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Research Team

Postoperative recovery

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Ulrica Nilsson

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Postoperativ återhämtning

At home after discharge from day surgery many patients feel insecure, worried, and lonely due to a lack of feedback and information about normality and relevant expectations for the recovery process. Patients may also feel dependent on primary care; however, this care is often considered vague regarding accessibility and structure. Symptoms that required unplanned health care contacts, phone calls, or outpatient clinic visits are also frequent during the first two weeks. Until today there are no systematic assessments of patients’ postoperative recovery either by paper-based or by any web-based or smartphone devices. There is a great need to systematic assess and register postoperative recovery, and to thus enable evaluations and comparisons of the usefulness and cost-effectiveness of different technical approaches to care, drug treatment, care activities, competence development, etc.

As well as to guide improvements in areas of anesthesia and postoperative care among those who currently have low-quality postoperative recovery. This project aims to facilitate the assessment of postoperative recovery and the compilation of related data by developing and evaluating different patient-reported-outcomes-measures (PROM) assessing postoperative recovery in children (PRiC) and in adults, the Swedish web-version of the Quality of Recovery (SwQoR). Furthermore, to develop effective procedures and secure technical solutions for postoperative follow-up that ensure patient safety and self-care, as well as make postoperative care more cost-effective. To enable this, an interdisciplinary research team including researchers from health care, informatics and health economy has been established. One IT company is also closely involved in the development of the technology, infrastructure architecture, information privacy, and security.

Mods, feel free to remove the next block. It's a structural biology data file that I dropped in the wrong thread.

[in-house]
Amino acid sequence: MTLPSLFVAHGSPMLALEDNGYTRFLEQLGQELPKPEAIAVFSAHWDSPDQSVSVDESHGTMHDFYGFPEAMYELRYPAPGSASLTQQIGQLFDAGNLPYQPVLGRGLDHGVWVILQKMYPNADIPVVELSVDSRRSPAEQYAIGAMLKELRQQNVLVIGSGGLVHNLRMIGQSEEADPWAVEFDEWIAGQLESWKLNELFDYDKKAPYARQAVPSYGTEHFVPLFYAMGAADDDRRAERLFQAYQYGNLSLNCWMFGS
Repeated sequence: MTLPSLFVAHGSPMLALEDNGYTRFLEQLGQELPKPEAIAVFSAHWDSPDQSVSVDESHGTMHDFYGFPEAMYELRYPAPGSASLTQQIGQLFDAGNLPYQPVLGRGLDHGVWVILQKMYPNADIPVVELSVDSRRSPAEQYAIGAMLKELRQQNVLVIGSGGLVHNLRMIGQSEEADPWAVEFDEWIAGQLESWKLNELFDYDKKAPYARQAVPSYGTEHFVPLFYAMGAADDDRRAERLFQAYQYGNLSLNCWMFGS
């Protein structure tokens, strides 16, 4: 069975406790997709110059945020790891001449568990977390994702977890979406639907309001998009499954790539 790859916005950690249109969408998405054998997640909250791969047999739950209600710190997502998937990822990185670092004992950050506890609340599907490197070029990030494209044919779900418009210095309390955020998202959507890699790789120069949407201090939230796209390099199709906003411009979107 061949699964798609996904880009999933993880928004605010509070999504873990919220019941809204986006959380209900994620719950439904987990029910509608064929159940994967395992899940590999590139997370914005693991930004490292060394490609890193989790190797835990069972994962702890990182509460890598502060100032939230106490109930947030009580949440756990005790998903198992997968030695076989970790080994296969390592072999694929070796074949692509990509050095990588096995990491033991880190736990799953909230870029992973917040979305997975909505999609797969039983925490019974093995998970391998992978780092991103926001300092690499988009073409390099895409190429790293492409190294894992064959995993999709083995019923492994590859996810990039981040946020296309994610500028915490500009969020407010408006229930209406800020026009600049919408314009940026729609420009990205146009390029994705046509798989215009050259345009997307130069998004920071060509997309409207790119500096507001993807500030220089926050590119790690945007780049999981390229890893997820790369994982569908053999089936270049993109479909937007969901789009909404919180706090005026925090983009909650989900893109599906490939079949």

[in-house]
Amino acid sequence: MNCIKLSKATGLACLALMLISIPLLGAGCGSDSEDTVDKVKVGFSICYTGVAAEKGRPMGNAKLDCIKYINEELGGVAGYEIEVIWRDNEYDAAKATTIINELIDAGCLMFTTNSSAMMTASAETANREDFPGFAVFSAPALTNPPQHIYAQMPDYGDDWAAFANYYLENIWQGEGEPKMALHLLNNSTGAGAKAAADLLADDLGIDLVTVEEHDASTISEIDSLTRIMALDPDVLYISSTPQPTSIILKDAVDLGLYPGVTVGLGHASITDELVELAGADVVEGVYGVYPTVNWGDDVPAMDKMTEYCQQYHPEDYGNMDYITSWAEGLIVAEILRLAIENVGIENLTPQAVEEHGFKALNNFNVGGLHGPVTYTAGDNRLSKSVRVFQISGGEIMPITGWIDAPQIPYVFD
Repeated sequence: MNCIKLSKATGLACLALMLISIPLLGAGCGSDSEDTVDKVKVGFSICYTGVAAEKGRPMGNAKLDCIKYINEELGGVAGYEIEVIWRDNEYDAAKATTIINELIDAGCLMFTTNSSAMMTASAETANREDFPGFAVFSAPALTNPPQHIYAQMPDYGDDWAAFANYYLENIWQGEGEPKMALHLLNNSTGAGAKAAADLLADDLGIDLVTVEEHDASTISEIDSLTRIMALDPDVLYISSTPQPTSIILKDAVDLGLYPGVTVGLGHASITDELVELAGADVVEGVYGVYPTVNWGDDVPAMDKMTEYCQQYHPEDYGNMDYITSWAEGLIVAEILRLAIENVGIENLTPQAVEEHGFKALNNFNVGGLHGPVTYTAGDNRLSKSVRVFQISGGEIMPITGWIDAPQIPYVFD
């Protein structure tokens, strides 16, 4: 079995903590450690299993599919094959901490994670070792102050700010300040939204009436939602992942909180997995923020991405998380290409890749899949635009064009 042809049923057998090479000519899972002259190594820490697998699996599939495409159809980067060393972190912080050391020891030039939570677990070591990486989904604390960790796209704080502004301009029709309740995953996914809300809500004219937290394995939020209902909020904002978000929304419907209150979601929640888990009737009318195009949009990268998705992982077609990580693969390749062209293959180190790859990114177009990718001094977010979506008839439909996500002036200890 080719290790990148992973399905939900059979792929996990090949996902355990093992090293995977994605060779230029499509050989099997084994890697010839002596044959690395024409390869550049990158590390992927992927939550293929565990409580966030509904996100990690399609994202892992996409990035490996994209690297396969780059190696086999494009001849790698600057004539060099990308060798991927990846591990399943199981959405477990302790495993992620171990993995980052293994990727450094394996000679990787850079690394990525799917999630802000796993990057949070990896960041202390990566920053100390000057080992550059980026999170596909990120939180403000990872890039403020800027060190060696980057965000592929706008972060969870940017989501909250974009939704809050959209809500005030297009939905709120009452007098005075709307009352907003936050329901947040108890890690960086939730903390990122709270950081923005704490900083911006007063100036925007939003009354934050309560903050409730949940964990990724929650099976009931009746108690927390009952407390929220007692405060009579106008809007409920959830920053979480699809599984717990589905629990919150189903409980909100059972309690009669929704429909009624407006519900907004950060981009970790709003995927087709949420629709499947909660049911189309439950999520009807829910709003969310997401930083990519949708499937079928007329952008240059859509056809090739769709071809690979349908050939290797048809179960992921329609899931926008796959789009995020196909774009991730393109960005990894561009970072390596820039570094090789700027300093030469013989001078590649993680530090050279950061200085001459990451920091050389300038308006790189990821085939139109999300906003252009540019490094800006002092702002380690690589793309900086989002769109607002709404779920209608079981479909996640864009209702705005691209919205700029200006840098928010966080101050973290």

Surgery of the tonsils is still one of the most frequent procedures worldwide during childhood. Tonsillectomy and tonsillotomy cause severe and extended postoperative pain as well as a high frequency of nausea and vomiting. As children’s anxiety are related to postoperative pain, education and information provision for children may improve postoperative pain experiences. Guidelines for pain management were introduced 2013 by the research group in the National Tonsil Surgery Register in Sweden and these guidelines are now implemented at clinics in Sweden. The research aims to 1) follow up several aspects of the guidelines: effect on pain management, outcome of different analgesics and factors of importance for successful implementation of new guidelines, 2) to evaluate whether the web-based information for patients undergoing tonsil surgery improves quality care and provides facilitating tools for patients, relatives as well as caregivers. To enable this an interdisciplinary research team is set up with close collaboration with the reference group for tonsil surgery in the Swedish Tonsil Surgery Register.

The research includes psychometric, exploratory, qualitative, register and clinical trial studies as well as health economic evaluations. 

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